While fireplaces, kerosene space heaters, and other combustion-based sources of heat are not as efficient and safe as central furnaces, they can help keep you warm until power is restored.
In the event of an outage, ensure that any alternative heat sources that you plan on using are in good working order, are clean, and are understood by everyone who uses them.
Give that kerosene heater a trial run when you aren’t under pressure and clean the chimney before you need it.
Unfortunately, unlike switching from candles to LED flashlights, there are no ultra modern replacements for combustion-based heat.
Always put safety first!
Emergency Repair Tools and Materials
Although you do not need to be prepared for a full remodeling project, you will need some basics. What happens if a tree branch falls and breaks a window?
While an outage in the middle of summer is a nuisance, one at the middle of a winter outage can quickly drop the temperature of your home below freezing in a matter of hours.
It might not be as good as triple-pane windows, but duct tape and heavy duty plastic sheeting will prevent hot air from drafting outside.
Wind and ice can damage phone lines, but a winter storm is very unlikely to wipe out a cellular network.
Make sure you have a car charger for your cellphone, because if the power outage lasts a while, you’ll need to top it off.
If your cellphone service is spotty, you might consider sending SMS messages to friends and family. In cases of weak signal, SMS messages can often get through even when voice calls cannot be made.
Consider investing in a couple of GMRS/FRS hand-held radios with your neighbors if you live in a rural area. Around $30 will get you a modest but functional walkie-talkie set.
Preparation based on your budget and situation
As already noted, you’ll need to adjust the level of preparation according to your budget and needs.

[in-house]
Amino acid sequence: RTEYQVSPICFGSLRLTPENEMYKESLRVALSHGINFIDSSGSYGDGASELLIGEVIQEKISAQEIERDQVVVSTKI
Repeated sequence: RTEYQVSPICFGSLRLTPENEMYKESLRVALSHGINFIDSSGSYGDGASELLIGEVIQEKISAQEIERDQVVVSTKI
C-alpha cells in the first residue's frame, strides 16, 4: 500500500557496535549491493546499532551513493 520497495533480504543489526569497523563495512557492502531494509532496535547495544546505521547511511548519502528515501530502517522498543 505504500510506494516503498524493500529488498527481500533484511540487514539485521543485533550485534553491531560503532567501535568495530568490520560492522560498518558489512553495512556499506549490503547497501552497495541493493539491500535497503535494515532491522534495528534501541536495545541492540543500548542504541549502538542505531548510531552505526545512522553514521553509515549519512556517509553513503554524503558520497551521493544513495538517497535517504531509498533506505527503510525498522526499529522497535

For example, a home generator is a great investment if you can afford it and live in an area with frequent power outages, but an apartment dweller experiencing extremely infrequent and brief power outages could simply stockpile batteries under the bed.
When preparing for bad weather and prolonged power outages, it’s important to run through a number of possible scenarios and to plan for what you may need to do in various circumstances.
- ⬥ A tree laden with ice falls onto your home. What happens next?
- ⬥ What happens if there is an extended power outage? Is there a way to heat food without electricity?
- ⬥ Is your home’s heating system powered by electricity?
- ⬥ In case of an emergency, have I told my roommate, spouse, or child what my plan is?
When you ask and answer these questions before you are under the stress of the actual situation, you can plan properly and keep stress levels down when, say, a Douglas Fir falls through the picture window or the weatherman says power won’t be restored until next Tuesday.
Take some time to plan now and you won’t worry when the lights start to flicker because you know you have what you need to stay safe and comfortable.
Getting ready for winter will be here before you know it.